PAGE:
Pushing Your Boundaries at the Red River Gorge: Eagle’s Nest

Part 2: Eagle’s Nest

This is the second trail in my day of challenging hikes at the Red River Gorge in the Daniel Boone National Forest in South Eastern Kentucky.  The Eagle’s Nest Trail is an unofficial trail that features a decent amount of rock scrambling.

The real challenge of this trail is in staying on the trail. There are many intersections and it is quite easy to get off trail. When I first hear of about trail it was from a co-worker who was telling me how he and his friends got so lost on their “short evening hike,” that they ended up spending the night in the woods, ran out of water and ran out of food.  I’m not quite sure how they got that lost, but needless to say, it is easy to get turned around, and if you go completely off trail, you can get seriously lost.

So please be careful and enjoy one of the wonderful unofficial gems of the Red River Gorge.

In case you missed it – Part 1: Indian Staircase – Please check it out!

Trail: Eagle’s Nest Loop

Trailhead: Sky Bridge Rd (715) – Road is frequently closed due to washout, check conditions on the gorge website. – 37.82036, -83.57501

Fees: No fee for day hiking; backcountry camping – $3/day; $5/3 day; $30/annual.

Miles: ~3.7 Miles depending on how much you get lost. (In my case 4.5 miles, Haha!)

Trail Notes: The trail can be completed in either direction but in my opinion it is best if hiked counterclockwise. GPS and a map are recommended.

Trail Map of Eagle's Nest trail in Red River Gorge, Daniel Boone National Forest, Kentucky
Eagle’s Nest Trail Map

This is one of the prettier hikes that I have done in Red River Gorge and it is well worth the trail finding and rock scrambling challenges. You start off walking the main trail for ~0.2 miles before coming across some rather impressive rock features and an old cave. From here you head down towards the river and divert off the main trail. If you miss the turn, as the Girl and I did initially, you will hike along a cliff wall with several camp sites. This is the wrong way and you need to turn around. On our way back from our detour (I’m a firm believer of “you are never lost, you are just taking an alternative route”) we ran into a few other hikers that were off trail as well. At least we weren’t alone in this regard.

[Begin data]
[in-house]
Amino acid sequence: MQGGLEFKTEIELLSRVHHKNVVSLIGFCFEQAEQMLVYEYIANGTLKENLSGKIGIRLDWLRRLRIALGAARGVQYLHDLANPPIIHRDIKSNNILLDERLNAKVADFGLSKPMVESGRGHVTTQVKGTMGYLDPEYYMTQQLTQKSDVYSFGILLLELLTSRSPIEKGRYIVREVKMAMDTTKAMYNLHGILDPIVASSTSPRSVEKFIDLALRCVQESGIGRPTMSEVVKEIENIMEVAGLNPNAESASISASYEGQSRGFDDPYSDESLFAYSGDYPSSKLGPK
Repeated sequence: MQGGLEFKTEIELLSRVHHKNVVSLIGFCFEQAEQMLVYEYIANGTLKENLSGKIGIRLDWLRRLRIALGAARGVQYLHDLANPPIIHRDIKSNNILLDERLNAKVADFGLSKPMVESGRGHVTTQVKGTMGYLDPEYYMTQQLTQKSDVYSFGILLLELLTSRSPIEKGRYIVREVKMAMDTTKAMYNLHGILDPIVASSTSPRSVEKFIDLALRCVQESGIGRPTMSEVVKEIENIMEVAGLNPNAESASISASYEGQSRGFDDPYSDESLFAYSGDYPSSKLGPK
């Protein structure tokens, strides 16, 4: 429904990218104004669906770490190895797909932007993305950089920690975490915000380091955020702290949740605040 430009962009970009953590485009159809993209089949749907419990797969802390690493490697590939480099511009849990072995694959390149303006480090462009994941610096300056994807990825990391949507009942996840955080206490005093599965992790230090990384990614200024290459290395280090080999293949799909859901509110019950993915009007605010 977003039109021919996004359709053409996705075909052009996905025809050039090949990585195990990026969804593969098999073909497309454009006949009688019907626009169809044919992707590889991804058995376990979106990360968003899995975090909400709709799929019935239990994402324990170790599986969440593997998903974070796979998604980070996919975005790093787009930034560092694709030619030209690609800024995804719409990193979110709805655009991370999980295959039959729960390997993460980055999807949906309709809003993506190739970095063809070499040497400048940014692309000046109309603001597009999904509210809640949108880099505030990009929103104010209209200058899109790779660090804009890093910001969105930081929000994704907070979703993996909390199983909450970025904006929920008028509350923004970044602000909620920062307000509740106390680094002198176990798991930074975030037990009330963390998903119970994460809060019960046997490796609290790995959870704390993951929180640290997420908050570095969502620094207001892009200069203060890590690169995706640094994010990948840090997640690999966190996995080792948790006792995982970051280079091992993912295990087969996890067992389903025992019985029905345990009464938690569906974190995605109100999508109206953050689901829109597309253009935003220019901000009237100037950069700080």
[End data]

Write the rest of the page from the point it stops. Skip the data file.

Expansive rock formation along the Eagle's Nest Trail, Red River Gorge
Expansive Rock Formation and Cave entrance.

From here you will follow along the river bank for approximately 0.5 miles.  The trail is often eroded from flooding and the going may be a bit difficult. This section is quite beautiful, take your time and take plenty of pictures.

Following the Red River along the Eagle's Nest Trail in Red River Gorge
The Red River – Looking fairly green today

After leaving the river’s bank you will start your climb up towards Eagle’s Nest. Along the way you will pass a tall water fall. This was a rather pretty section. On this particular morning the water had frozen at the base of the falls. The early morning light scattered on the ice and was a very pretty site to see. After spending a bit of time here we made our way up to the Eagle’s Nest.  This bit of trail involves a fair amount of rock scrambling. Some people may find this rather challenging. (If you have mobility issues or if you plan on hiking with small children, this may not be the trail for you.) You gradually make your way up following a water runoff until you find a large landing in the rock face.  Stay to the left here and you will come along a trail that will take you to the lookout.Be careful in this area, it is easy to slip and fall. Do not climb down into Eagle’s Nest. People have died here and it simply isn’t worth the risk.  Relax, take in the views and enjoy being out in nature.

Waterfall along the Eagle's Nest Trail
Waterfall with frozen water at the base – The Girl in the photo providing some scale.

Once you head out from here the trail heads through old pine forest along single and double wide trail. This section is not particularly note worthy other than the fact that there were many down trees and muddy areas that made hiking slow going and at times difficult.

Once you intersect with and head back on the Osbourne Bend Loop Trail the scenery starts to pick back up and the downed trees were no longer an issue. From here the hike was pretty easy and didn’t take long to get back to the trailhead.

Wooded section of the Osbourne Loop Trail as part of the Eagle's Nest Trail in the Red River Gorge

This was my first time on this hike. I can’t wait to go back and check this route out again.  In the future I would consider doing it as an out and back to avoid the downed trees and muddy areas but this would make for some difficult rock scrambling coming down hill. 

Have you completed the Eagle’s Nest? What was your experience like and let me know how you approached it? I love to hear from everyone.

As always, please be courteous to others out on the trails, take care of yourself, and if you can, take care of someone else.

Published by Natural Wanderer

NaturalWanderer.com

2 thoughts on “Pushing Your Boundaries at the Red River Gorge: Eagle’s Nest

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